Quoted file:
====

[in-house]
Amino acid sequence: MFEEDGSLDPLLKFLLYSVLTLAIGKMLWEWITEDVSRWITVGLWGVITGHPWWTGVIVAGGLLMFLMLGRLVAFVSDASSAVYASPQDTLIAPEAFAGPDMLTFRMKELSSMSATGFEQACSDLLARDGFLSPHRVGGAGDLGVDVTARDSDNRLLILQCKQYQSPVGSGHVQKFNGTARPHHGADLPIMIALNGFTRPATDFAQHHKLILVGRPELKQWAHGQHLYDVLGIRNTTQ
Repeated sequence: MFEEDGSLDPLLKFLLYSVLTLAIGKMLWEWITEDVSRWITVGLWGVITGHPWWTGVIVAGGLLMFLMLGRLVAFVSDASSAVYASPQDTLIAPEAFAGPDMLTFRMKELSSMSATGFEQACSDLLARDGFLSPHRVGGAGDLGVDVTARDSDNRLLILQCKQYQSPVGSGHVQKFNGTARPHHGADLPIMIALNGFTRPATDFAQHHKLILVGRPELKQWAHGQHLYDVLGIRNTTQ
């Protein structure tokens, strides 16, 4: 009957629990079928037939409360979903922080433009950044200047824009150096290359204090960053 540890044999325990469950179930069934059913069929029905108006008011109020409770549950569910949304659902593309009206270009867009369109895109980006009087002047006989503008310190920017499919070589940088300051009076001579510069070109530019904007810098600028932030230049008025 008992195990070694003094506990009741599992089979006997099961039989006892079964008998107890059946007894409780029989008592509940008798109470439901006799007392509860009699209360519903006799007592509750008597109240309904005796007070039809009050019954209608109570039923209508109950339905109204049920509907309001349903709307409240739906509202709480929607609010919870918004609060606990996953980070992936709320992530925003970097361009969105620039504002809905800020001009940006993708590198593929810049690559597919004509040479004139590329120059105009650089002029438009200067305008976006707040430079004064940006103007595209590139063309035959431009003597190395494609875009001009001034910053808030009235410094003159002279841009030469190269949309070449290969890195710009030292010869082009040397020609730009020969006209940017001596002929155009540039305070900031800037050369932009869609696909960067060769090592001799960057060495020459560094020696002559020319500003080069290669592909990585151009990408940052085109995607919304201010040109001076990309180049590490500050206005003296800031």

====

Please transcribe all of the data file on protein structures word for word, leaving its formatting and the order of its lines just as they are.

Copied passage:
[in-house]
Amino acid sequence: MFEEDGSLDPLLKFLLYSVLTLAIGKMLWEWITEDVSRWITVGLWGVITGHPWWTGVIVAGGLLMFLMLGRLVAFVSDASSAVYASPQDTLIAPEAFAGPDMLTFRMKELSSMSATGFEQACSDLLARDGFLSPHRVGGAGDLGVDVTARDSDNRLLILQCKQYQSPVGSGHVQKFNGTARPHHGADLPIMIALNGFTRPATDFAQHHKLILVGRPELKQWAHGQHLYDVLGIRNTTQ
Repeated sequence: MFEEDGSLDPLLKFLLYSVLTLAIGKMLWEWITEDVSRWITVGLWGVITGHPWWTGVIVAGGLLMFLMLGRLVAFVSDASSAVYASPQDTLIAPEAFAGPDMLTFRMKELSSMSATGFEQACSDLLARDGFLSPHRVGGAGDLGVDVTARDSDNRLLILQCKQYQSPVGSGHVQKFNGTARPHHGADLPIMIALNGFTRPATDFAQHHKLILVGRPELKQWAHGQHLYDVLGIRNTTQ
């Protein structure tokens, strides 16, 4: 009957629990079928037939409360979903922080433009950044200047824009150096290359204090960053 540890044999325990469950179930069934059913069929029905108006008011109020409770549950569910949304659902593309009206270009867009369109895109980006009087002047006989503008310190920017499919070589940088300051009076001579510069070109530019904007810098600028932030230049008025 008992195990070694003094506990009741599992089979006997099961039989006892079964008998107890059946007894409780029989008592509940008798109470439901006799007392509860009699209360519903006799007592509750008597109240309904005796007070039809009050019954209608109570039923209508109950339905109204049920509907309001349903709307409240739906509202709480929607609010919870918004609060606990996953980070992936709320992530925003970097361009969105620039504002809905800020001009940006993708590198593929810049690559597919004509040479004139590329120059105009650089002029438009200067305008976006707040430079004064940006103007595209590139063309035959431009003597190395494609875009001009001034910053808030009235410094003159002279841009030469190269949309070449290969890195710009030292010869082009040397020609730009020969006209940017001596002929155009540039305070900031800037050369932009869609696909960067060769090592001799960057060495020459560094020696002559020319500003080069290669592909990585151009990408940052085109995607919304201010040109001076990309180049590490500050206005003296800031």